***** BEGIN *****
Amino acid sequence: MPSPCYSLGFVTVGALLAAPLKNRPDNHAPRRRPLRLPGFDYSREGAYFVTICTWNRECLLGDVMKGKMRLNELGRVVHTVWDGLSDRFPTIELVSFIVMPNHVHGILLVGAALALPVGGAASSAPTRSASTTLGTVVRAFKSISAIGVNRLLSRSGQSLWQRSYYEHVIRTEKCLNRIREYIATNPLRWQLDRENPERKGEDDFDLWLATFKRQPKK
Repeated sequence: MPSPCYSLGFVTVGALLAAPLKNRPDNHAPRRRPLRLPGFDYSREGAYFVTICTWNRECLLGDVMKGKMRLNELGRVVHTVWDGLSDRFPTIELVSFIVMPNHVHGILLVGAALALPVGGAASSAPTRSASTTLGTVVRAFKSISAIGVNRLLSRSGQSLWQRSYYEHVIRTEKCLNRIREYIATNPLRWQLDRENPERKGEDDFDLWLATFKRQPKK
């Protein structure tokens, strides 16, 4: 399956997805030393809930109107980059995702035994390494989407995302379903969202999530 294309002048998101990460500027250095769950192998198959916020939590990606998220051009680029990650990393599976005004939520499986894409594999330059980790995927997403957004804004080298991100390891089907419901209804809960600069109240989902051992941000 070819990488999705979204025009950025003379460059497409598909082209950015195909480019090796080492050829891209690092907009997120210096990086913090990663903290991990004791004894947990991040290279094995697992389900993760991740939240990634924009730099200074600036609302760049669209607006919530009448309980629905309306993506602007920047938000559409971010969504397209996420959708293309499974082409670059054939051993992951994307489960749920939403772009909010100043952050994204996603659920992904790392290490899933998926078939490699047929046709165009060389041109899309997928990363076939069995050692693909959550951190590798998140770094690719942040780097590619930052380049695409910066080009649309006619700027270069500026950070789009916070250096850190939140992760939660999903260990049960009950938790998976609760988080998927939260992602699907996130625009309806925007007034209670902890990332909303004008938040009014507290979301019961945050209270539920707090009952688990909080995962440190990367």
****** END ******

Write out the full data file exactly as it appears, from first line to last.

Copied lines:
Amino acid sequence: MPSPCYSLGFVTVGALLAAPLKNRPDNHAPRRRPLRLPGFDYSREGAYFVTICTWNRECLLGDVMKGKMRLNELGRVVHTVWDGLSDRFPTIELVSFIVMPNHVHGILLVGAALALPVGGAASSAPTRSASTTLGTVVRAFKSISAIGVNRLLSRSGQSLWQRSYYEHVIRTEKCLNRIREYIATNPLRWQLDRENPERKGEDDFDLWLATFKRQPKK
Repeated sequence: MPSPCYSLGFVTVGALLAAPLKNRPDNHAPRRRPLRLPGFDYSREGAYFVTICTWNRECLLGDVMKGKMRLNELGRVVHTVWDGLSDRFPTIELVSFIVMPNHVHGILLVGAALALPVGGAASSAPTRSASTTLGTVVRAFKSISAIGVNRLLSRSGQSLWQRSYYEHVIRTEKCLNRIREYIATNPLRWQLDRENPERKGEDDFDLWLATFKRQPKK
């Protein structure tokens, strides 16, 4: 399956997805030393809930109107980059995702035994390494989407995302379903969202999530 294309002048998101990460500027250095769950192998198959916020939590990606998220051009680029990650990393599976005004939520499986894409594999330059980790995927997403957004804004080298991100390891089907419901209804809960600069109240989902051992941000 070819990488999705979204025009950025003379460059497409598909082209950015195909480019090796080492050829891209690092907009997120210096990086913090990663903290991990004791004894947990991040290279094995697992389900993760991740939240990634924009730099200074600036609302760049669209607006919530009448309980629905309306993506602007920047938000559409971010969504397209996420959708293309499974082409670059054939051993992951994307489960749920939403772009909010100043952050994204996603659920992904790392290490899933998926078939490699047929046709165009060389041109899309997928990363076939069995050692693909959550951190590798998140770094690719942040780097590619930052380049695409910066080009649309006619700027270069500026950070789009916070250096850190939140992760939660999903260990049960009950938790998976609760988080998927939260992602699907996130625009309806925007007034209670902890990332909303004008938040009014507290979301019961945050209270539920707090009952688990909080995962440190990367």